Rep. Dave Murphy

Murphy

“Whenever you see something like this, it makes me wonder do we need to define the parameters (of tenure) better,” Murphy said, quickly adding that it’s not a conversation currently floating around the Capitol.

Any tenured faculty member on UW campuses may be dismissed, but only for just cause, which is not defined in state code.

Tenured faculty facing termination at UW-Madison are entitled to receive a written summary of all evidence against them, are invited to confidential settlement negotiations and reserve the right to appeal the decision, according to university regulations.

Such protections make rooting out bad behavior more difficult in academia, critics contend.

Jim Brady, whose son John killed himself in October 2016 after he was repeatedly berated by Sayeed, worked as a professor before moving to the private sector and said he understands the importance of tenure. But he suspects tenure played at least some part in the decision to recommend suspension for the professor instead of termination.

“If you’re trying to can someone who has tenure, it’s not an easy process even if it’s egregious, disgusting behavior,” he said. “It’s part and parcel of the tenure system, which is meant for other reasons.”

Staunch defenders of tenure argue the arduous process is for good reason — to protect academic freedom, the principle that scholars should be free to research and teach controversial ideas regardless of whether it offends a political party, business or sense of political correctness.

Tenure is badly misunderstood, said Hans-Joerg Tiede, a senior program officer with the American Association of University Professors who has studied academic freedom.

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“There’s a problem that tenure gets blamed for an unwillingness to seek to dismiss somebody,” he said. “As if the hands of an administration are bound and there is no way to dismiss somebody when in fact there is.”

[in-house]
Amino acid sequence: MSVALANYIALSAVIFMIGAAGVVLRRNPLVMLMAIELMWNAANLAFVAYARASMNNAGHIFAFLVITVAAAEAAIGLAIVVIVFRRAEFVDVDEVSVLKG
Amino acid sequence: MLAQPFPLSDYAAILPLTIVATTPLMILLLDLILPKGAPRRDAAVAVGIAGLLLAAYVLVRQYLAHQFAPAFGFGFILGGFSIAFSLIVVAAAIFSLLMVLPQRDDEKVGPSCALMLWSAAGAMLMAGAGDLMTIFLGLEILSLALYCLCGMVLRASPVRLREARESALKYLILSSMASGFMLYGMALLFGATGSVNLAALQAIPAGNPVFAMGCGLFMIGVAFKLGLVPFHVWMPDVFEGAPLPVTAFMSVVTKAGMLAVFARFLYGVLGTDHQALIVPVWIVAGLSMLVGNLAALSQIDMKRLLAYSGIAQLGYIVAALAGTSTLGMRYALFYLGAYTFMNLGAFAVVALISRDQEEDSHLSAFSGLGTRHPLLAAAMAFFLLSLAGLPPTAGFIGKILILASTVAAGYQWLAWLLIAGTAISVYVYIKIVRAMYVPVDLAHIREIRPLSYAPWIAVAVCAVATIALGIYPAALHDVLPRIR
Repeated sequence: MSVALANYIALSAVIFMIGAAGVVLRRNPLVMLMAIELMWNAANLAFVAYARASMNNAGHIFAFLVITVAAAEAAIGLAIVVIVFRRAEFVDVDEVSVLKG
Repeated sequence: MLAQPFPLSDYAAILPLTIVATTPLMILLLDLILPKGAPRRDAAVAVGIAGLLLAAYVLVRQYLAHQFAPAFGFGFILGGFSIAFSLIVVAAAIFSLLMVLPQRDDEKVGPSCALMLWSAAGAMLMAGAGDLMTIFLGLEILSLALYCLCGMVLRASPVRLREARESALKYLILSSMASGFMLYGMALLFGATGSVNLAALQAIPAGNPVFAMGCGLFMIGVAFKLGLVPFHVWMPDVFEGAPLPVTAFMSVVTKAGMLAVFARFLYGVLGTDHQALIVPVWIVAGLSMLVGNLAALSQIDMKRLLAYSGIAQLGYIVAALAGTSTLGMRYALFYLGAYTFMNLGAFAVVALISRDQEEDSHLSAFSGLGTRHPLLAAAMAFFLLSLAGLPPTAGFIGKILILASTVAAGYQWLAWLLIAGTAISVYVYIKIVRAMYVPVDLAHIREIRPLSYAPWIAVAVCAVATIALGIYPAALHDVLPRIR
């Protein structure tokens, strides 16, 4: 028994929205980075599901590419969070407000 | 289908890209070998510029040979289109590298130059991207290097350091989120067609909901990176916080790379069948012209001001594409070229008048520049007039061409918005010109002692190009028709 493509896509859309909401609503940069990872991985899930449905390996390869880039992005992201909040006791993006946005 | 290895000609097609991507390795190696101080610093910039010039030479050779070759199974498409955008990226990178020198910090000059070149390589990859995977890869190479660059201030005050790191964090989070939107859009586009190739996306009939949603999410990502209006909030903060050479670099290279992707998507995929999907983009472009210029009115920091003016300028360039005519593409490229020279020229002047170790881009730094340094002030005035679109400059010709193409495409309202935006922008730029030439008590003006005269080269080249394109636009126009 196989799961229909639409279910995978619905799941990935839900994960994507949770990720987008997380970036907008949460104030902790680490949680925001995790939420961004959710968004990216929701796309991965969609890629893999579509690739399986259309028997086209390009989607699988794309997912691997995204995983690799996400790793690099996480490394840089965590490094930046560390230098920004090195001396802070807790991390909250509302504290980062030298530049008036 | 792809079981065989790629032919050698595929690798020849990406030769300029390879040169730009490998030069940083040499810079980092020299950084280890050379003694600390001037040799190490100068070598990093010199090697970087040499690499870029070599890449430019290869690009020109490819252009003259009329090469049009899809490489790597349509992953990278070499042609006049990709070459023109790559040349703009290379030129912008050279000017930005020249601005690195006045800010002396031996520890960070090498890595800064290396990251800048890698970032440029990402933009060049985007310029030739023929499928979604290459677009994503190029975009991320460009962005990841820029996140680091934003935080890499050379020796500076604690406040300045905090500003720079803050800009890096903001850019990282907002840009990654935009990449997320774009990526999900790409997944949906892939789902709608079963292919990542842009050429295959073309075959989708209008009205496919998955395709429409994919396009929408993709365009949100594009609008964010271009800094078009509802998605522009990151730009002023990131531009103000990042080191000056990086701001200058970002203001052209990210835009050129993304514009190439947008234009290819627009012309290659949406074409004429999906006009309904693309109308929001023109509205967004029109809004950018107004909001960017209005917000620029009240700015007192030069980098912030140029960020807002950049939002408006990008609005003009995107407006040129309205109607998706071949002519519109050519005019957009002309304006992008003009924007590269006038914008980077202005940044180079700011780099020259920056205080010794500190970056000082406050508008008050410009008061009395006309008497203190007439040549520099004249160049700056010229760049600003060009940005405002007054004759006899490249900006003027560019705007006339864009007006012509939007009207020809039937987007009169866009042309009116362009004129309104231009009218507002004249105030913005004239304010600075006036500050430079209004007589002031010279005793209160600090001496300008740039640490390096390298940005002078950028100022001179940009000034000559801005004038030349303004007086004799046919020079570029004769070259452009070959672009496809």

The Graduate Student Association within the Department of Electrical and Computer Engineering, where Sayeed’s lab is housed, takes a similar position. Tenure is a cherished status, one many within the group aim to earn in their careers, but they say a distinction needs to be made in the case of Sayeed.

“So many people have pointed to tenure in this case, and we don’t want it to be blamed,” said Brooks, a graduate student member of the group. “But tenure is meant to protect academic freedom, not abusive behavior.”

Why a suspension?

Retired UW-Madison professor Patricia Wolleat conducted the university investigation into Sayeed’s conduct and recommended an unpaid leave for an unspecified amount of time, along with increased oversight of his research group upon his return and anger management counseling.

“This is is a very significant sanction, particularly for a faculty member with a research group, as it effectively halts their research and dismantles their research group,” Wolleat said in an email, adding that the decision on the actual sanction was made by the provost.

UW-Madison’s provost at the time of the decision, Sarah Mangelsdorf, said she consulted with members of various faculty committees while weighing a range of sanctions.